difficult roads lead to beautiful destinations

Starting Your Coding Journey | Beginner

Back in 2012 I wanted to spice up my old (very basic) blog with some new colours and backgrounds, maybe even some new fonts, however, I had no idea how to do it and didn’t even know where to look for answers. It’s been a long time since then and I wanted to share some of the resources I’ve used to get better at it, so let’s dive in:

1. CodeCademy
My absolute number one for years. CodeCademy has a galore of free courses which explain the very basic theory and let you practice your newfound coding skills all in the same window. It has everything from the fundamentals of HTML & CSS and Colour Psychology courses, up to Data Science and Machine Learning. CC is great for some things but not so much for others, you’ll get a lot out of free courses (especially JS one) and you’ll be really comfortable coding but you won’t exactly be able to explain ‘how’ and ‘why’ something works on a deeper level. Think of it as a Syntax Practice service if you wish but don’t rely on it too much or make it your *only* source of knowledge. While we’re here I’d also mention their Pro version doesn’t add *that* much value to its program IMHO.

codecademy logo

2. GitHub Pages
To own a website you’ll have to sacrifice some $$ per month to pay for your hosting and since we like to make many projects (and leave them unfinished 🙃) this can quickly add up. This is where things such as GitHub Pages come in. GHP will allow you to ‘publish’  and keep your project or a small website with them free of charge. You can even connect a custom domain! It’s very easy to set up once you’ve read up on it so I’ll leave you with a << link here >> to help you find more info.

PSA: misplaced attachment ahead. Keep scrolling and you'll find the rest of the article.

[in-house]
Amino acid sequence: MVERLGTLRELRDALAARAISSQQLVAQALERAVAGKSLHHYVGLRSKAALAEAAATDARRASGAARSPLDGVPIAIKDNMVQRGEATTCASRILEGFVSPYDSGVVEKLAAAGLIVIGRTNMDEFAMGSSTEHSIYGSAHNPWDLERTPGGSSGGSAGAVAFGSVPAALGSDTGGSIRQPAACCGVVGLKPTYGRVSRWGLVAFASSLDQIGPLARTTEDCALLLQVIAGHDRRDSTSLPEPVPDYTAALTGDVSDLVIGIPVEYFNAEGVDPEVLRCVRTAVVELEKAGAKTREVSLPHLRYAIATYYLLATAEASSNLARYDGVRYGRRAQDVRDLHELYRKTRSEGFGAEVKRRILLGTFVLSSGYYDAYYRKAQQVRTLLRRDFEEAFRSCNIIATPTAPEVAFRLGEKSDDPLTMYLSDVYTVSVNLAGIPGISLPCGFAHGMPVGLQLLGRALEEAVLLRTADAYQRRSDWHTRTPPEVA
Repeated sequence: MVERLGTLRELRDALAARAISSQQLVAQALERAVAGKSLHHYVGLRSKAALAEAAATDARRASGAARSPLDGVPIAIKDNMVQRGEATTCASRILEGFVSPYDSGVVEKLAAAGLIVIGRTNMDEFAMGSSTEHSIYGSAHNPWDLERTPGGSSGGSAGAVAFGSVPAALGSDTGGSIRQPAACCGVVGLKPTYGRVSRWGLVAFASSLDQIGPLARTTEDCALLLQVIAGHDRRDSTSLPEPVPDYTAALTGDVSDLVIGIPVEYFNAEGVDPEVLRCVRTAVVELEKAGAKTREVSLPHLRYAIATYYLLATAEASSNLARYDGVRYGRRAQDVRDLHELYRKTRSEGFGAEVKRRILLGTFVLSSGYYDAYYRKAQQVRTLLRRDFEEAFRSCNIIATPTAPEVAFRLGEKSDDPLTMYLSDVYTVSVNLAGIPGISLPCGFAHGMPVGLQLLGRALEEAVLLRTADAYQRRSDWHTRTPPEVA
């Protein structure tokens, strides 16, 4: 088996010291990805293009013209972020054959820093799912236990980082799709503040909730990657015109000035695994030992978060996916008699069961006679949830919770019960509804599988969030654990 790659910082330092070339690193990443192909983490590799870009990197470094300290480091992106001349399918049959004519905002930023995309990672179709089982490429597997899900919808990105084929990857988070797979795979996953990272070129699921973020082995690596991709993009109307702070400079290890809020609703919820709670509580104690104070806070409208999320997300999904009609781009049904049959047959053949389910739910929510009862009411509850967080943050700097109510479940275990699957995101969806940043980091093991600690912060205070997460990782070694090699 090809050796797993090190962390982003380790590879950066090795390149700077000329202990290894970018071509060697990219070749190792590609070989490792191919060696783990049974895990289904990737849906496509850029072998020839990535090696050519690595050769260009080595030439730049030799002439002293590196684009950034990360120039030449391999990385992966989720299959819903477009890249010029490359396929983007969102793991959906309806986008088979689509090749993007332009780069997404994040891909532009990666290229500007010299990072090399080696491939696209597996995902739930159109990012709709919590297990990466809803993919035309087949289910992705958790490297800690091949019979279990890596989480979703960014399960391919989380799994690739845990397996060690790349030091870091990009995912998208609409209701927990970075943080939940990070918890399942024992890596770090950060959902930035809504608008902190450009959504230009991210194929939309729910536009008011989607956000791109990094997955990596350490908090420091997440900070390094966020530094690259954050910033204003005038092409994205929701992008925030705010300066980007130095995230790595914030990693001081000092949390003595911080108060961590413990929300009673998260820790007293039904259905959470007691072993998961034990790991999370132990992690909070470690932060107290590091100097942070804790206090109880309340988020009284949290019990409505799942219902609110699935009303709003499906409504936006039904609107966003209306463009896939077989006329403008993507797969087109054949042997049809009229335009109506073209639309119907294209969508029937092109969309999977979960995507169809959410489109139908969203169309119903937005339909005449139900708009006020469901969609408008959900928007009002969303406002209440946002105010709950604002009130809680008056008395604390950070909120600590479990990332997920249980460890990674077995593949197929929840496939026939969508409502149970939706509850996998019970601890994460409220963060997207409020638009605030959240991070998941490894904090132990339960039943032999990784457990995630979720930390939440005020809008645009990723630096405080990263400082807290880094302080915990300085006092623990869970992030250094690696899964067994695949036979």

github pages logo


3. W3Schools
This wonderful site will usually pop up when you start Googling your problems. It will tell you everything you need to know about almost all popular languages you’d want to learn or play with as well as give you a little quiz to practice what you’ve just learnt. I think every single one of us will end up looking at one of this site’s pages at some point – not just because its HUGELY popular 😊

w3schools logo

4. MeetUp
Often underestimated part of your growth – socialising. This little site (and an app!) will connect you with locally available tech events and meetups at which you can listen about various casual and professional topics and not only learn but also connect with your fellow devs once you start recognizing a couple of faces making re-appearances every week 😊

meetup logo

This one is not as popular as the ones above, but if you’re in need of some regex explanations or you’d like to learn more about it – this is where you should go. It has a lovely little cheat sheet which isn’t hard to understand and it will let you test all your expressions without fail.

regexr website snippet

Ultimately, you will always need to figure things out for yourself and Google will often be your best friend. The above-mentioned sites and tools will show you the basics but it’s up to you to continue practising and using the knowledge you gained. I made a small HTML Editing cheat sheet to help you get started which is available here.

If you’re interested in more information about your first job interview as a junior developer I’d highly recommend my article which you can find here.

I’m REALLY interested in how’s your learning going so far so please make sure to let me know your thoughts and show off your recent projects over on Instagram or my contact page 💛

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